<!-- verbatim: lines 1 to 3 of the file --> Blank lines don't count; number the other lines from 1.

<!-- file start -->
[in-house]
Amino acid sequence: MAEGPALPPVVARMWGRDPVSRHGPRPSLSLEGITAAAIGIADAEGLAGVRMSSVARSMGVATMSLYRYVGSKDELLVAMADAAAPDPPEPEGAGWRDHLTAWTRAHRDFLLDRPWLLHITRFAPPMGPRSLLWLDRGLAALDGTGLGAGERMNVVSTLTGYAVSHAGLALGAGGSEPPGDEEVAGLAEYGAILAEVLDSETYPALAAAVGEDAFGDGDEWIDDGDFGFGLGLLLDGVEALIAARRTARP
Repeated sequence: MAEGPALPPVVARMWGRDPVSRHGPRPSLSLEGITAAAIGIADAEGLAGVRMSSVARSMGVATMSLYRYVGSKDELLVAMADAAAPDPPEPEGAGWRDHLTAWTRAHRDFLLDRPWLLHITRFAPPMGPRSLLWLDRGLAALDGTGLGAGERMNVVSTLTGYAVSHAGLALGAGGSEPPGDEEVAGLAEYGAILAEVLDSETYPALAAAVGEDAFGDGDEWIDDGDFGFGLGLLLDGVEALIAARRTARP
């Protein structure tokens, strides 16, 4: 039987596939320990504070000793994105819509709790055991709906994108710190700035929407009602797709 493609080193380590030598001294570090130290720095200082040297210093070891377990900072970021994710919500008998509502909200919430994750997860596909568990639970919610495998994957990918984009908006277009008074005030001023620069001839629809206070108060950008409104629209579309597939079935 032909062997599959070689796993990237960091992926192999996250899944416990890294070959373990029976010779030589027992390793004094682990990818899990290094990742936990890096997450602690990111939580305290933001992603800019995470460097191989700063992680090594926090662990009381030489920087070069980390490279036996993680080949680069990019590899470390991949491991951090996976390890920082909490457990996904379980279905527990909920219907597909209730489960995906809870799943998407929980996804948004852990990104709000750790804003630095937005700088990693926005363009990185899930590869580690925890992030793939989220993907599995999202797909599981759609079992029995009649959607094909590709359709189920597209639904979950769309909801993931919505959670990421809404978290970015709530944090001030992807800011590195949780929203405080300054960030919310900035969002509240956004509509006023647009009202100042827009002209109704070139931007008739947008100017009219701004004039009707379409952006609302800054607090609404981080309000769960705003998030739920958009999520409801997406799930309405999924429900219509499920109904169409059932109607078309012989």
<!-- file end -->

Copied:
[in-house]
Amino acid sequence: MAEGPALPPVVARMWGRDPVSRHGPRPSLSLEGITAAAIGIADAEGLAGVRMSSVARSMGVATMSLYRYVGSKDELLVAMADAAAPDPPEPEGAGWRDHLTAWTRAHRDFLLDRPWLLHITRFAPPMGPRSLLWLDRGLAALDGTGLGAGERMNVVSTLTGYAVSHAGLALGAGGSEPPGDEEVAGLAEYGAILAEVLDSETYPALAAAVGEDAFGDGDEWIDDGDFGFGLGLLLDGVEALIAARRTARP
Repeated sequence: MAEGPALPPVVARMWGRDPVSRHGPRPSLSLEGITAAAIGIADAEGLAGVRMSSVARSMGVATMSLYRYVGSKDELLVAMADAAAPDPPEPEGAGWRDHLTAWTRAHRDFLLDRPWLLHITRFAPPMGPRSLLWLDRGLAALDGTGLGAGERMNVVSTLTGYAVSHAGLALGAGGSEPPGDEEVAGLAEYGAILAEVLDSETYPALAAAVGEDAFGDGDEWIDDGDFGFGLGLLLDGVEALIAARRTARP